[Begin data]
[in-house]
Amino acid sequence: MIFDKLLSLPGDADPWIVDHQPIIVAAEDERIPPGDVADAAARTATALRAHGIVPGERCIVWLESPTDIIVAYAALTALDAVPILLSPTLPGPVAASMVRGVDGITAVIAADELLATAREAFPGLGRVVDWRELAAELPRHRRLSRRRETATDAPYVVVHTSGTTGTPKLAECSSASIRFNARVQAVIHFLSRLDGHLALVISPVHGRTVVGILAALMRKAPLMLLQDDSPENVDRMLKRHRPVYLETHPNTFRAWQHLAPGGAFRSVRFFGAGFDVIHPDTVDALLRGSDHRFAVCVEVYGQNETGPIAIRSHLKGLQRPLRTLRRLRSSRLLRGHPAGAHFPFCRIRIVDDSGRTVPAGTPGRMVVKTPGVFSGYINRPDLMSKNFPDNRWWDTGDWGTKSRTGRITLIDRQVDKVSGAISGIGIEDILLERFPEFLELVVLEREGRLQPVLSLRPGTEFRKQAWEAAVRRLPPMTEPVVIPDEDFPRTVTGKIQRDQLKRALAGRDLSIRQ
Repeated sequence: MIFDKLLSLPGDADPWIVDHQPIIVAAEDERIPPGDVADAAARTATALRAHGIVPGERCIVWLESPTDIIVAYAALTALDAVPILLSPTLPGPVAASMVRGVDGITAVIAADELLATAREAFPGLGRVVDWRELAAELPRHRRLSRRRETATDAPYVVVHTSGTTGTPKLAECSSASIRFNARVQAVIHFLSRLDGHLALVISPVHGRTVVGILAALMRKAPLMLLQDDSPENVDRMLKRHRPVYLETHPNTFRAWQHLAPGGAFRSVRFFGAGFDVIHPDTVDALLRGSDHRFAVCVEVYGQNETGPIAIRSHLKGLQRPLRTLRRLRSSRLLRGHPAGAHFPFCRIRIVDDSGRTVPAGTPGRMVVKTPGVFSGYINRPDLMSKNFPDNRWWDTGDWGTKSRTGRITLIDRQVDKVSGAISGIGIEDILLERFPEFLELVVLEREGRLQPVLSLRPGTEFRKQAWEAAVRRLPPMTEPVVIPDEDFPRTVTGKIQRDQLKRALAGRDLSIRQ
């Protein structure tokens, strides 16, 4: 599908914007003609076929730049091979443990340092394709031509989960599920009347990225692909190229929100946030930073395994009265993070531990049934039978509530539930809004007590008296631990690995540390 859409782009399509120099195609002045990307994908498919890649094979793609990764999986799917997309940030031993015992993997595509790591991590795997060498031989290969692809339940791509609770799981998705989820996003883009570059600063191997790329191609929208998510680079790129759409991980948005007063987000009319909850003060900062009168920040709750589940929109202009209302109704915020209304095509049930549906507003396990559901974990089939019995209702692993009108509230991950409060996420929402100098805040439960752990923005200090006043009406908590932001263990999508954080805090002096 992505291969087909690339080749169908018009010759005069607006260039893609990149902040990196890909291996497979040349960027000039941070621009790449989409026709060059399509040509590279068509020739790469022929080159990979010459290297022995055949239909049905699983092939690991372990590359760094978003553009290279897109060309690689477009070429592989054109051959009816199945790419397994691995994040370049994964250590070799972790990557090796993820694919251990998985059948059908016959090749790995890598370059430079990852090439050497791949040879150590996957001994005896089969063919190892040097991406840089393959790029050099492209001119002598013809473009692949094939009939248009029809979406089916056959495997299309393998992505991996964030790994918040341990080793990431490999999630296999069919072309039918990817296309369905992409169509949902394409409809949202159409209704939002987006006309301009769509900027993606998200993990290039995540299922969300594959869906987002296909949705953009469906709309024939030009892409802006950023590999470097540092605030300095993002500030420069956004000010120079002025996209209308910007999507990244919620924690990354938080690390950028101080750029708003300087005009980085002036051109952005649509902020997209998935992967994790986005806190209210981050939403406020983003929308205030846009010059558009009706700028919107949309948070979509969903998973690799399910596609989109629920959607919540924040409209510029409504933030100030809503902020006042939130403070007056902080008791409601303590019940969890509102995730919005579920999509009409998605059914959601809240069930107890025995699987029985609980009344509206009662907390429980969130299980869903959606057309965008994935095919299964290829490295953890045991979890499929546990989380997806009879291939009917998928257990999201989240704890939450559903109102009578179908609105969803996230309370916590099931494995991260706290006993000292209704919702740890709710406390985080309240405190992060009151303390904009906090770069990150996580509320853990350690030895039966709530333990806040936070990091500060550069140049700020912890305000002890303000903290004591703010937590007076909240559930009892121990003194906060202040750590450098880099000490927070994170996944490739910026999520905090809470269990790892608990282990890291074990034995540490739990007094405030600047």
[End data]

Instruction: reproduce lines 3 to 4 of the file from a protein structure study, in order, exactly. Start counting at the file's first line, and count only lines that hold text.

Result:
Repeated sequence: MIFDKLLSLPGDADPWIVDHQPIIVAAEDERIPPGDVADAAARTATALRAHGIVPGERCIVWLESPTDIIVAYAALTALDAVPILLSPTLPGPVAASMVRGVDGITAVIAADELLATAREAFPGLGRVVDWRELAAELPRHRRLSRRRETATDAPYVVVHTSGTTGTPKLAECSSASIRFNARVQAVIHFLSRLDGHLALVISPVHGRTVVGILAALMRKAPLMLLQDDSPENVDRMLKRHRPVYLETHPNTFRAWQHLAPGGAFRSVRFFGAGFDVIHPDTVDALLRGSDHRFAVCVEVYGQNETGPIAIRSHLKGLQRPLRTLRRLRSSRLLRGHPAGAHFPFCRIRIVDDSGRTVPAGTPGRMVVKTPGVFSGYINRPDLMSKNFPDNRWWDTGDWGTKSRTGRITLIDRQVDKVSGAISGIGIEDILLERFPEFLELVVLEREGRLQPVLSLRPGTEFRKQAWEAAVRRLPPMTEPVVIPDEDFPRTVTGKIQRDQLKRALAGRDLSIRQ
């Protein structure tokens, strides 16, 4: 599908914007003609076929730049091979443990340092394709031509989960599920009347990225692909190229929100946030930073395994009265993070531990049934039978509530539930809004007590008296631990690995540390 859409782009399509120099195609002045990307994908498919890649094979793609990764999986799917997309940030031993015992993997595509790591991590795997060498031989290969692809339940791509609770799981998705989820996003883009570059600063191997790329191609929208998510680079790129759409991980948005007063987000009319909850003060900062009168920040709750589940929109202009209302109704915020209304095509049930549906507003396990559901974990089939019995209702692993009108509230991950409060996420929402100098805040439960752990923005200090006043009406908590932001263990999508954080805090002096 992505291969087909690339080749169908018009010759005069607006260039893609990149902040990196890909291996497979040349960027000039941070621009790449989409026709060059399509040509590279068509020739790469022929080159990979010459290297022995055949239909049905699983092939690991372990590359760094978003553009290279897109060309690689477009070429592989054109051959009816199945790419397994691995994040370049994964250590070799972790990557090796993820694919251990998985059948059908016959090749790995890598370059430079990852090439050497791949040879150590996957001994005896089969063919190892040097991406840089393959790029050099492209001119002598013809473009692949094939009939248009029809979406089916056959495997299309393998992505991996964030790994918040341990080793990431490999999630296999069919072309039918990817296309369905992409169509949902394409409809949202159409209704939002987006006309301009769509900027993606998200993990290039995540299922969300594959869906987002296909949705953009469906709309024939030009892409802006950023590999470097540092605030300095993002500030420069956004000010120079002025996209209308910007999507990244919620924690990354938080690390950028101080750029708003300087005009980085002036051109952005649509902020997209998935992967994790986005806190209210981050939403406020983003929308205030846009010059558009009706700028919107949309948070979509969903998973690799399910596609989109629920959607919540924040409209510029409504933030100030809503902020006042939130403070007056902080008791409601303590019940969890509102995730919005579920999509009409998605059914959601809240069930107890025995699987029985609980009344509206009662907390429980969130299980869903959606057309965008994935095919299964290829490295953890045991979890499929546990989380997806009879291939009917998928257990999201989240704890939450559903109102009578179908609105969803996230309370916590099931494995991260706290006993000292209704919702740890709710406390985080309240405190992060009151303390904009906090770069990150996580509320853990350690030895039966709530333990806040936070990091500060550069140049700020912890305000002890303000903290004591703010937590007076909240559930009892121990003194906060202040750590450098880099000490927070994170996944490739910026999520905090809470269990790892608990282990890291074990034995540490739990007094405030600047």